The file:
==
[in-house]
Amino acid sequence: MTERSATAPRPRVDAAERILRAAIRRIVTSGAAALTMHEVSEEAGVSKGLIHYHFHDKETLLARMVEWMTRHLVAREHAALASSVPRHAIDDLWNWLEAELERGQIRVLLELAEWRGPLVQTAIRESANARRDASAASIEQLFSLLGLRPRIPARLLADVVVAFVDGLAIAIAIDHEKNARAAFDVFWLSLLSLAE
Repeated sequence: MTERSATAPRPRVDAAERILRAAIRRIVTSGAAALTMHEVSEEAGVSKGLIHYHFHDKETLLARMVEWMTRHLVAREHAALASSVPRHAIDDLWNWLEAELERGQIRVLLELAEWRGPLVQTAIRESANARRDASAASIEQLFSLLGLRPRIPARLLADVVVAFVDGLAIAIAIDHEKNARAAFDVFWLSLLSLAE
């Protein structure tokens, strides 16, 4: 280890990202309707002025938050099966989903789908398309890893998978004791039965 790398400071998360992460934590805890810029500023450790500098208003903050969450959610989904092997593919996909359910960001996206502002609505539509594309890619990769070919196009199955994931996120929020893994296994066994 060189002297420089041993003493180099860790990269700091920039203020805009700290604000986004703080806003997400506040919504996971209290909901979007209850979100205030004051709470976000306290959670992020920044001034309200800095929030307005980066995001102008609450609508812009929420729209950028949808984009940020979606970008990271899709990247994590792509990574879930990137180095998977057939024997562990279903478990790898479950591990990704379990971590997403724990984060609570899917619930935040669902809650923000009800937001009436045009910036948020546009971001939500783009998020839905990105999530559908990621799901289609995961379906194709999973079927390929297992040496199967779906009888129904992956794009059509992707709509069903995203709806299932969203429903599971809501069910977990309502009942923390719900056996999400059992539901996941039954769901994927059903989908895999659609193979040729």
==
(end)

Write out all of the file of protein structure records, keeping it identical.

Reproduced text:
[in-house]
Amino acid sequence: MTERSATAPRPRVDAAERILRAAIRRIVTSGAAALTMHEVSEEAGVSKGLIHYHFHDKETLLARMVEWMTRHLVAREHAALASSVPRHAIDDLWNWLEAELERGQIRVLLELAEWRGPLVQTAIRESANARRDASAASIEQLFSLLGLRPRIPARLLADVVVAFVDGLAIAIAIDHEKNARAAFDVFWLSLLSLAE
Repeated sequence: MTERSATAPRPRVDAAERILRAAIRRIVTSGAAALTMHEVSEEAGVSKGLIHYHFHDKETLLARMVEWMTRHLVAREHAALASSVPRHAIDDLWNWLEAELERGQIRVLLELAEWRGPLVQTAIRESANARRDASAASIEQLFSLLGLRPRIPARLLADVVVAFVDGLAIAIAIDHEKNARAAFDVFWLSLLSLAE
């Protein structure tokens, strides 16, 4: 280890990202309707002025938050099966989903789908398309890893998978004791039965 790398400071998360992460934590805890810029500023450790500098208003903050969450959610989904092997593919996909359910960001996206502002609505539509594309890619990769070919196009199955994931996120929020893994296994066994 060189002297420089041993003493180099860790990269700091920039203020805009700290604000986004703080806003997400506040919504996971209290909901979007209850979100205030004051709470976000306290959670992020920044001034309200800095929030307005980066995001102008609450609508812009929420729209950028949808984009940020979606970008990271899709990247994590792509990574879930990137180095998977057939024997562990279903478990790898479950591990990704379990971590997403724990984060609570899917619930935040669902809650923000009800937001009436045009910036948020546009971001939500783009998020839905990105999530559908990621799901289609995961379906194709999973079927390929297992040496199967779906009888129904992956794009059509992707709509069903995203709806299932969203429903599971809501069910977990309502009942923390719900056996999400059992539901996941039954769901994927059903989908895999659609193979040729």